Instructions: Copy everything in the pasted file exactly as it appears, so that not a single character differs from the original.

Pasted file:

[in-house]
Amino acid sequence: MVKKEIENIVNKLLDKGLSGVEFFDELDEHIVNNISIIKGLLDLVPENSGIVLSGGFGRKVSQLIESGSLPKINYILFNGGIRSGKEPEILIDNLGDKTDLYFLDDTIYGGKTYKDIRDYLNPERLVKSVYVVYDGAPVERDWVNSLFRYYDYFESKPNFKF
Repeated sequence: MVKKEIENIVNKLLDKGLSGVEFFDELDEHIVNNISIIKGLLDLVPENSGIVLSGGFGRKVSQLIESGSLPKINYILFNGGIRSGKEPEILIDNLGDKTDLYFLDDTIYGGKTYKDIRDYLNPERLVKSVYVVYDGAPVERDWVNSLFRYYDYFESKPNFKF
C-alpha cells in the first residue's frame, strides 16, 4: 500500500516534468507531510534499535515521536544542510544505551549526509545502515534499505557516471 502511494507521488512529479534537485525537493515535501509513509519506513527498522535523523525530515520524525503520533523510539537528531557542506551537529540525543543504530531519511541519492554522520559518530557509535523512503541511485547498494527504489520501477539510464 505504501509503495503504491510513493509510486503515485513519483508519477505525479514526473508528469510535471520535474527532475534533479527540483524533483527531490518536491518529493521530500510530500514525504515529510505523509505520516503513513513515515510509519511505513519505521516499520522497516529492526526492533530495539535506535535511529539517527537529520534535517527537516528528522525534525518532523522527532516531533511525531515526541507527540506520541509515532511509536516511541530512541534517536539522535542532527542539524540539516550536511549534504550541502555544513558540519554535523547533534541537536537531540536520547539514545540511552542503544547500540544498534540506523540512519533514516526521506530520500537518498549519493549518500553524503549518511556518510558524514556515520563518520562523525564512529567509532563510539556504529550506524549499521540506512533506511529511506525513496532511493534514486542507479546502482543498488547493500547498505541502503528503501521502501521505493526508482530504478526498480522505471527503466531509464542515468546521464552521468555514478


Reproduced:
[in-house]
Amino acid sequence: MVKKEIENIVNKLLDKGLSGVEFFDELDEHIVNNISIIKGLLDLVPENSGIVLSGGFGRKVSQLIESGSLPKINYILFNGGIRSGKEPEILIDNLGDKTDLYFLDDTIYGGKTYKDIRDYLNPERLVKSVYVVYDGAPVERDWVNSLFRYYDYFESKPNFKF
Repeated sequence: MVKKEIENIVNKLLDKGLSGVEFFDELDEHIVNNISIIKGLLDLVPENSGIVLSGGFGRKVSQLIESGSLPKINYILFNGGIRSGKEPEILIDNLGDKTDLYFLDDTIYGGKTYKDIRDYLNPERLVKSVYVVYDGAPVERDWVNSLFRYYDYFESKPNFKF
C-alpha cells in the first residue's frame, strides 16, 4: 500500500516534468507531510534499535515521536544542510544505551549526509545502515534499505557516471 502511494507521488512529479534537485525537493515535501509513509519506513527498522535523523525530515520524525503520533523510539537528531557542506551537529540525543543504530531519511541519492554522520559518530557509535523512503541511485547498494527504489520501477539510464 505504501509503495503504491510513493509510486503515485513519483508519477505525479514526473508528469510535471520535474527532475534533479527540483524533483527531490518536491518529493521530500510530500514525504515529510505523509505520516503513513513515515510509519511505513519505521516499520522497516529492526526492533530495539535506535535511529539517527537529520534535517527537516528528522525534525518532523522527532516531533511525531515526541507527540506520541509515532511509536516511541530512541534517536539522535542532527542539524540539516550536511549534504550541502555544513558540519554535523547533534541537536537531540536520547539514545540511552542503544547500540544498534540506523540512519533514516526521506530520500537518498549519493549518500553524503549518511556518510558524514556515520563518520562523525564512529567509532563510539556504529550506524549499521540506512533506511529511506525513496532511493534514486542507479546502482543498488547493500547498505541502503528503501521502501521505493526508482530504478526498480522505471527503466531509464542515468546521464552521468555514478